An op-ed by Shikha Dalmia and Leonard Gilroy addresses the growing outrage over the NAFTA Superhighway, an apocryphal transcontinental freeway that’ll supposedly link Canada and Mexico. Interestingly, the authors aren't as upset by the fact that the Superhighway plan (as envisioned by its largely conservative opponents) doesn’t exist as they are by the idea that anyone would oppose it if it did.
Isolationist conservatives, emboldened by their jihad last year against the Dubai Ports World deal, have identified this road project as the spearhead of a conspiracy to dissolve the United States of America.I suppose I could take some satisfaction in seeing this Muslim-baiting language turned so casually against the demographic that pioneered its use, but I don't quite have the heart for it. In this case, at least, we have a common enemy:
After the Dubai Ports debacle, in which anti-terrorism hysteria forced Congress to thwart the transfer of U.S. port management leases held by a major British ports operator to a company based in Dubai, the atavistic idea that foreign investment erodes American sovereignty is back into vogue.God knows I have mixed emotions about American sovereignty, in theory and in practice, but the idea that foreign investment can erode it doesn't strike me as “atavistic.” Or rather, whether it’s atavistic is less interesting to me than whether it’s true.
And it is true, of course, as Dalmia and Gilroy themselves concede when they rail against American politicians for “protectionism.” Never mind whether individual laws would have good or bad effects; Dalmia and Gilroy oppose them in principle, as obstacles to the free flow of capital. You can agree or disagree with this philosophy, but you can’t pretend that embracing it requires no adjustments to American sovereignty (or, more important, to morality and rationality).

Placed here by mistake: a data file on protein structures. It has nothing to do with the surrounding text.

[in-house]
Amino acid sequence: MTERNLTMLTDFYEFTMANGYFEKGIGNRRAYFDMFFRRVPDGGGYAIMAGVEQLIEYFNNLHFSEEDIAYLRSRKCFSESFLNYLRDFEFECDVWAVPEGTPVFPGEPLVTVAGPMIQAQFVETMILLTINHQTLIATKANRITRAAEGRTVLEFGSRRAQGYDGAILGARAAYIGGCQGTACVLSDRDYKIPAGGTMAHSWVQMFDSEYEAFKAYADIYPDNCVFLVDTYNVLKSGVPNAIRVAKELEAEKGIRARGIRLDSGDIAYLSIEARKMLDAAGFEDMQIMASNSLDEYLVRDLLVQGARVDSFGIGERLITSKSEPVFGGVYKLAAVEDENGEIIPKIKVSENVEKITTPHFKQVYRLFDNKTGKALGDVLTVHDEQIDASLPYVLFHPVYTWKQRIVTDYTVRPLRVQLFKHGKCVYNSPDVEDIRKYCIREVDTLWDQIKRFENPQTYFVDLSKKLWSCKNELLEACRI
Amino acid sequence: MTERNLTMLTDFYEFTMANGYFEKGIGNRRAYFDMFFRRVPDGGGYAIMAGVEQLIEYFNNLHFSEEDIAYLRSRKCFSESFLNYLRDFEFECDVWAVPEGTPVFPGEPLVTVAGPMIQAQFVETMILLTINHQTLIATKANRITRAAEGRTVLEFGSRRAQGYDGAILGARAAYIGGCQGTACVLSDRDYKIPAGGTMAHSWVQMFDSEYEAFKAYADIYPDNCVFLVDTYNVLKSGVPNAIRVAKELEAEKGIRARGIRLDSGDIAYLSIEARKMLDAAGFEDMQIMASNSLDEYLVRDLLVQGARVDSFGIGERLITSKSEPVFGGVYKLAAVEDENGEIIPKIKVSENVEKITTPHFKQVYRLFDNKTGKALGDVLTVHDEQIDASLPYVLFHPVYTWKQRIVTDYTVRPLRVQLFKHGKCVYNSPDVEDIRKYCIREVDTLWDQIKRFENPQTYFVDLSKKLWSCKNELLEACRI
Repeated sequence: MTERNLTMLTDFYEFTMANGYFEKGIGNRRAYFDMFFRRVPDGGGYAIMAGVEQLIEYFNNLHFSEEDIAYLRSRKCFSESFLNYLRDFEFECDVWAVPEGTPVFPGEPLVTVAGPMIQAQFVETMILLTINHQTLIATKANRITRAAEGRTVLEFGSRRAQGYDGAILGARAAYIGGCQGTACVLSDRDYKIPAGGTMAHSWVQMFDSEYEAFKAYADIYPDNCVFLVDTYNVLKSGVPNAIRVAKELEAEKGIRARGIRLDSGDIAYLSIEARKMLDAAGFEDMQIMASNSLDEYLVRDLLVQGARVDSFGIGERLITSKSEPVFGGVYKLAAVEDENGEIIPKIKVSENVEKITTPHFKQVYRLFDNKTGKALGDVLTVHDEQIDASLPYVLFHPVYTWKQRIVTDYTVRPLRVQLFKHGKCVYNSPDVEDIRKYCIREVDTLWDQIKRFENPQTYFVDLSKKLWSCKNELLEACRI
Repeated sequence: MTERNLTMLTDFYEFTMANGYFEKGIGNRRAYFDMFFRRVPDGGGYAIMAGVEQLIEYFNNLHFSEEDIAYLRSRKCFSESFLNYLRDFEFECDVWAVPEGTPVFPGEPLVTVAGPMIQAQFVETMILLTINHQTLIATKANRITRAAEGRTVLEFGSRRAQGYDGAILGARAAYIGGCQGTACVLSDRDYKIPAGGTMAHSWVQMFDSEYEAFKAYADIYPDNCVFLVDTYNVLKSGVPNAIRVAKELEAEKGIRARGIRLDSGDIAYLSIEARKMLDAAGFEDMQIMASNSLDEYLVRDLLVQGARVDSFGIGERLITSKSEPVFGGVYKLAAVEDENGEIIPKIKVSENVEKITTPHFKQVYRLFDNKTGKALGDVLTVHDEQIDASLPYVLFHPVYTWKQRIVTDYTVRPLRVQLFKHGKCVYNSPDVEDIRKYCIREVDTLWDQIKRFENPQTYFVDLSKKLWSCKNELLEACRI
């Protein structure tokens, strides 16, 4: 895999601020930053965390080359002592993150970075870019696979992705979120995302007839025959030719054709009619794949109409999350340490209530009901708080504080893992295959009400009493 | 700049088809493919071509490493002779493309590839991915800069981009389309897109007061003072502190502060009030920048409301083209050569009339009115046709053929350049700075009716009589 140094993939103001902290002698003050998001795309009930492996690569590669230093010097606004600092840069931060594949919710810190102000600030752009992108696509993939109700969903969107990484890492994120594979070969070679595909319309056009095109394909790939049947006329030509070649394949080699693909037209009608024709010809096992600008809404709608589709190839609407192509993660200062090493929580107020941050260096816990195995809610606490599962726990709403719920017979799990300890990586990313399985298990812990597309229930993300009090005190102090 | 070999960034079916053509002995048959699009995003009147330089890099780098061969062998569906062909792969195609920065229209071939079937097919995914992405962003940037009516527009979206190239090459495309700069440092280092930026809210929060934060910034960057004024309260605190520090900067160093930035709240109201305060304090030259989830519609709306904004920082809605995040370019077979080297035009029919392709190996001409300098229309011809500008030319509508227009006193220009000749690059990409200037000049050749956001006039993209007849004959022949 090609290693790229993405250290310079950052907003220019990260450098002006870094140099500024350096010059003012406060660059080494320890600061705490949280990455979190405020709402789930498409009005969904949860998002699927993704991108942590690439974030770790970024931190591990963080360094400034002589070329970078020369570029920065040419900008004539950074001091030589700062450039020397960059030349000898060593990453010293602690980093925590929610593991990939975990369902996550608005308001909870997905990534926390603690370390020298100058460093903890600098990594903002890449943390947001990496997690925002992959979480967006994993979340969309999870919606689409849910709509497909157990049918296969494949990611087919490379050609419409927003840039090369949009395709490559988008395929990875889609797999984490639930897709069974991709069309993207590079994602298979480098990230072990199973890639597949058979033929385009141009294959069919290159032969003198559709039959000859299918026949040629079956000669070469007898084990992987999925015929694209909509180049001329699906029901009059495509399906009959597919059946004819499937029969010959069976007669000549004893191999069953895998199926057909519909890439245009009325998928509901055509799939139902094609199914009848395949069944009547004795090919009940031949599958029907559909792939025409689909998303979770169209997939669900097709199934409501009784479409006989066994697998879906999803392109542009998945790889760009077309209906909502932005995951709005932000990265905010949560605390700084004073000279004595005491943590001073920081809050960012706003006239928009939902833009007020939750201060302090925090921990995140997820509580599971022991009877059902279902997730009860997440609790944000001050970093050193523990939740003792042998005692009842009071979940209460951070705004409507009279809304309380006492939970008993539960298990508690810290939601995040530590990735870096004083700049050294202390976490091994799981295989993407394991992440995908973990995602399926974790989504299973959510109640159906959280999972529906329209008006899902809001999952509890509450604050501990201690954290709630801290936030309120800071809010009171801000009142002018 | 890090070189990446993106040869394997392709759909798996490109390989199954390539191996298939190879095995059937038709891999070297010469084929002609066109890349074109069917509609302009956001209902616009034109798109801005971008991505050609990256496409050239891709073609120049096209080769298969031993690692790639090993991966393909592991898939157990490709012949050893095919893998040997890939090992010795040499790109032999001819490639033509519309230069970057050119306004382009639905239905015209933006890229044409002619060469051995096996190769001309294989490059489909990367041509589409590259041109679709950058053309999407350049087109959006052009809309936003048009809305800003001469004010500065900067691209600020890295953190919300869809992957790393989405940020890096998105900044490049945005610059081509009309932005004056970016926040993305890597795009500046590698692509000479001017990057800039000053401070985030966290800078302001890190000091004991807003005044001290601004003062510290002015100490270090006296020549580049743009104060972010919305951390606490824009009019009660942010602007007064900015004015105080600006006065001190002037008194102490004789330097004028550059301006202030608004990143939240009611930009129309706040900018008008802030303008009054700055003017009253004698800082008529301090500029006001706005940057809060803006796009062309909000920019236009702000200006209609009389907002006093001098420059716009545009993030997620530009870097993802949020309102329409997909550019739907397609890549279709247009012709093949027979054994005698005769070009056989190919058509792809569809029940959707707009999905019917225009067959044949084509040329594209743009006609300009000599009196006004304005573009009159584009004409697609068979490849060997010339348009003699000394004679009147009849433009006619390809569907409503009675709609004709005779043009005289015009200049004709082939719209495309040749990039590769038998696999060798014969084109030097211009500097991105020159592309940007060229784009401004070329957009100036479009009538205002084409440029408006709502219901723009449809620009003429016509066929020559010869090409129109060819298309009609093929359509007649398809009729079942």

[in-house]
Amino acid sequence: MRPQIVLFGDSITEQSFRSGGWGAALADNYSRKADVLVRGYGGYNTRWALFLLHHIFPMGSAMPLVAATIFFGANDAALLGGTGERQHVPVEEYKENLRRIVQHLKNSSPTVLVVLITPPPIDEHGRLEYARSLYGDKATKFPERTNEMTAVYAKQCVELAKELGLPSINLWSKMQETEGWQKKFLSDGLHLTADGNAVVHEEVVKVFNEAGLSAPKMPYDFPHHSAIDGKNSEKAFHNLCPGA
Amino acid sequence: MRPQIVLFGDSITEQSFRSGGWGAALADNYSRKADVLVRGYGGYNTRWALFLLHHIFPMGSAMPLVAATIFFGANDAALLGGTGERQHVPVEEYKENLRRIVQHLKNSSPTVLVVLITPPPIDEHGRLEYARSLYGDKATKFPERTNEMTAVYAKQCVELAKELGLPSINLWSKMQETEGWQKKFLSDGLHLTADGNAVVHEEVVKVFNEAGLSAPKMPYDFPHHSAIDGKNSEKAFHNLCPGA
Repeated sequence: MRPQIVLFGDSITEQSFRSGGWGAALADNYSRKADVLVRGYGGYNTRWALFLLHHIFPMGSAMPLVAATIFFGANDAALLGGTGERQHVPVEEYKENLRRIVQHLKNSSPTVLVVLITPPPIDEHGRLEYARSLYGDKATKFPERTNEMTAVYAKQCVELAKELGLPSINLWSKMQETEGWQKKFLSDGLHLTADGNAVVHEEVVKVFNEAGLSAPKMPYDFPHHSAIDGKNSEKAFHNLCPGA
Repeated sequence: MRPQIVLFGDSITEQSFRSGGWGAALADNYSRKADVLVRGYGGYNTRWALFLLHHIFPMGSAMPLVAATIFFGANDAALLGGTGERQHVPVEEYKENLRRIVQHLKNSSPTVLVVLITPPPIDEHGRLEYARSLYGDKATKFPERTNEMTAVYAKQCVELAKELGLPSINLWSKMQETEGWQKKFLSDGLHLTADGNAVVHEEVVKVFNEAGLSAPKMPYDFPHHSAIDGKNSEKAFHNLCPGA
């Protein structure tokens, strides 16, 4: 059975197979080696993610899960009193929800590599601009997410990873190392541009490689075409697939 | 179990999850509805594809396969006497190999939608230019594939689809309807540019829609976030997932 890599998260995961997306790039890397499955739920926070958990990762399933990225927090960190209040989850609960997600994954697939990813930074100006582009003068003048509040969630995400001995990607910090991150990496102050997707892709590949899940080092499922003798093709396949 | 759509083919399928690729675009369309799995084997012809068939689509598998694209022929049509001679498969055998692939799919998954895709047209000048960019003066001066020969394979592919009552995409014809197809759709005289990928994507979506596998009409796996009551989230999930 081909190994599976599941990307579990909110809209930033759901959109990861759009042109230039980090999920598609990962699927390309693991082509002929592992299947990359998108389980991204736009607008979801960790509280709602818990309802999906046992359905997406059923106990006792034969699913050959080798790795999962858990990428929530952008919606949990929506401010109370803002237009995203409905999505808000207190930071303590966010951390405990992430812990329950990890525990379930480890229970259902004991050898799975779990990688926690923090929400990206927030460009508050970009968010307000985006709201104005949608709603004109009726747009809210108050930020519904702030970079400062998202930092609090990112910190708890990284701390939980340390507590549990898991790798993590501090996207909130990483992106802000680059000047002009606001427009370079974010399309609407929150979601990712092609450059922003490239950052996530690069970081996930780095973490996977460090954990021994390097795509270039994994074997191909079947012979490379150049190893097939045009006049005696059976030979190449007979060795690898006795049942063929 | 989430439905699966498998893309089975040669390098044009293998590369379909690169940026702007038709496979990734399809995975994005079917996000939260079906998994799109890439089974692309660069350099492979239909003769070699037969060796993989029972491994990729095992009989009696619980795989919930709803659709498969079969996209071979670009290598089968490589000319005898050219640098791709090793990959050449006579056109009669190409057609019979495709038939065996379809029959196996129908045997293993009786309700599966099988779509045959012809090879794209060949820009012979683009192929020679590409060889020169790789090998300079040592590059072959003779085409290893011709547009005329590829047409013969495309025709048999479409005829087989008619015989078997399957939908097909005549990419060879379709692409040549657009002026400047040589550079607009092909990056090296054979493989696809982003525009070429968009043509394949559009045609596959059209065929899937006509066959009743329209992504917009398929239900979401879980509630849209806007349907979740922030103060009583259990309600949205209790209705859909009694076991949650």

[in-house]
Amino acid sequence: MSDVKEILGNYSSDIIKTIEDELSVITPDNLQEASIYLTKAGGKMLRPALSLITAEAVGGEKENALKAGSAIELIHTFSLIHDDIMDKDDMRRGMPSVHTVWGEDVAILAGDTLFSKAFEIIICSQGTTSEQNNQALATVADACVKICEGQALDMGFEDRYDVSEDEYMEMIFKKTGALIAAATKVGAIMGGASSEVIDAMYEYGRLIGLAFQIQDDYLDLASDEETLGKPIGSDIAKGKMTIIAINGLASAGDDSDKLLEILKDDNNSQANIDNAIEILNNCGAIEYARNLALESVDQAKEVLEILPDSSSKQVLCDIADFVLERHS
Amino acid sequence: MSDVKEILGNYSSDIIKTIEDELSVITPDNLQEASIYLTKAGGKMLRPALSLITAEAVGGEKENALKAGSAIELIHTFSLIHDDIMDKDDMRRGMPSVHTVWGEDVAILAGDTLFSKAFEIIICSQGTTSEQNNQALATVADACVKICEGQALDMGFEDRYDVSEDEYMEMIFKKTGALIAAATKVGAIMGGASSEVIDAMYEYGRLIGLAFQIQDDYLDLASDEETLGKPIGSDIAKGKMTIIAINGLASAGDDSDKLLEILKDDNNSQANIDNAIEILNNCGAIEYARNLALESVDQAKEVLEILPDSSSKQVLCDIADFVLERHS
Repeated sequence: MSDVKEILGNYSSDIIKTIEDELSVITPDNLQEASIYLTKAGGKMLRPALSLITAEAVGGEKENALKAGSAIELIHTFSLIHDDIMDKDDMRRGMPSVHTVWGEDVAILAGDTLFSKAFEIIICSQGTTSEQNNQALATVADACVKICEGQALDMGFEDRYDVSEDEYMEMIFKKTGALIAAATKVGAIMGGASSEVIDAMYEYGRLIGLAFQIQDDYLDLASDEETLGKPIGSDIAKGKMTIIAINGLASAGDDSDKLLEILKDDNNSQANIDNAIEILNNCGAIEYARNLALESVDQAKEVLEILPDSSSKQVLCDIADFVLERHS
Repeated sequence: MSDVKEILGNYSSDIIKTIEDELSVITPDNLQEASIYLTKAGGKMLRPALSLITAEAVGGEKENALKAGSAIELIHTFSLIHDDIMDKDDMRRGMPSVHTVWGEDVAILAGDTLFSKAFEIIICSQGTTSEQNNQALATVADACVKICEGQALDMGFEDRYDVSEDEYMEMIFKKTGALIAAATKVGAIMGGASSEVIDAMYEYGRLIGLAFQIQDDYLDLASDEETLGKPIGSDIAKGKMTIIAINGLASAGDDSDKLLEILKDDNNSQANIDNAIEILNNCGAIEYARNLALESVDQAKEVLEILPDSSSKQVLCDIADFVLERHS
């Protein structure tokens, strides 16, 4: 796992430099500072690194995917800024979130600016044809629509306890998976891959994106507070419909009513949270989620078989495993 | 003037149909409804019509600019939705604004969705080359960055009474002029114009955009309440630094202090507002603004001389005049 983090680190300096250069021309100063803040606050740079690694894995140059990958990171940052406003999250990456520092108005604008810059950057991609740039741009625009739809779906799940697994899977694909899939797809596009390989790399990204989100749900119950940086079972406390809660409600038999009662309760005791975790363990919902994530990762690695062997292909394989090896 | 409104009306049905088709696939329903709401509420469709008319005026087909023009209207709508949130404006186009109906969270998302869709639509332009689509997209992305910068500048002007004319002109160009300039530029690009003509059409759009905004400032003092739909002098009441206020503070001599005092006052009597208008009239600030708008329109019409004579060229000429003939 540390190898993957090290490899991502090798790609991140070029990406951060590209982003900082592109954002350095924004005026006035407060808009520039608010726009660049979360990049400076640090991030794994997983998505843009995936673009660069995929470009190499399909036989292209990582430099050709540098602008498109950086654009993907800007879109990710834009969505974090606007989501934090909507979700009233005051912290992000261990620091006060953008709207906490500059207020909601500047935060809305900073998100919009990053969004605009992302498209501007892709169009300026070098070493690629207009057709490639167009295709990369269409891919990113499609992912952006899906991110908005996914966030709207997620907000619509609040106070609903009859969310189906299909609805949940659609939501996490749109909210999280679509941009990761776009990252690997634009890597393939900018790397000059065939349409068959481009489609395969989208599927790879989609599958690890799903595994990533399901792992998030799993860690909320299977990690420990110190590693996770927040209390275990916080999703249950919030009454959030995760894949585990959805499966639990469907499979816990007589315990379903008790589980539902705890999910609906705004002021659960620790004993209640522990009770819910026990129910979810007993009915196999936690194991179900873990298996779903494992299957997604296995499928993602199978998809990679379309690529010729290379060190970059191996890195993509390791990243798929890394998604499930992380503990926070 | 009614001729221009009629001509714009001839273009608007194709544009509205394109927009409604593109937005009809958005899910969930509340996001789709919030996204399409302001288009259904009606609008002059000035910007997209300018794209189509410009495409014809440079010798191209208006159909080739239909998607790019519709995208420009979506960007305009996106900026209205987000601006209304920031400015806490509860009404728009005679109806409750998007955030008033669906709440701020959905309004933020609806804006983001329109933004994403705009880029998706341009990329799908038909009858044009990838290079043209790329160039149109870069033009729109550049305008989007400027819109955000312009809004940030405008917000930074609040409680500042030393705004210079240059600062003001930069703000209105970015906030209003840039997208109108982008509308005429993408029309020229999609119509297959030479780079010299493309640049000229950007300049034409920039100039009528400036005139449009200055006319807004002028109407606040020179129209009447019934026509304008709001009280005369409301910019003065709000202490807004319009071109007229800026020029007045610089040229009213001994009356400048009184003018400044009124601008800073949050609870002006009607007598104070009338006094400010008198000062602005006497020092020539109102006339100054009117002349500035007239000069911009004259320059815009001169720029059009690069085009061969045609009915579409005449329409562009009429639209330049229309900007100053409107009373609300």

For sheer sophistry, though, it’s hard to beat this:
The paradox of protectionism is that it damages the very thing it seeks to protect.And the paradox of “free trade” is that it requires coercion. And the paradox of libertarianism is that it limits our thinking to the paint-by-numbers options approved by libertarian dogmatics. And the paradox of democracy is that it allows people to vote for dictators. There's a lesson here, certainly, but it's not the one Dalmia and Gilroy propose to teach.
Anyway, I’m pleased to see conservatives catching on to the fact that patriotism and hypercapitalism are not necessarily compatible, let alone identical. Beyond that, it’s interesting to think about why this imaginary highway, of all things, affects them so strongly. Apropos of which, Bryan Finoki asks:
How have conflict zones abroad been re-incorporated into the domestic fabric of the city, or inside the nation rather than merely existing as a space outside of national sovereignty? Is part of the effect of globalization with the spread of capital and military investment a new internalization of the conflict zone?This is a question that preoccupies me particularly as it relates to the definition and defense of microborders, and the extent to which globalization tends not to erase national borders, so much as to atomize and mobilize them.
About which, I hope to have a bit more to say tomorrow.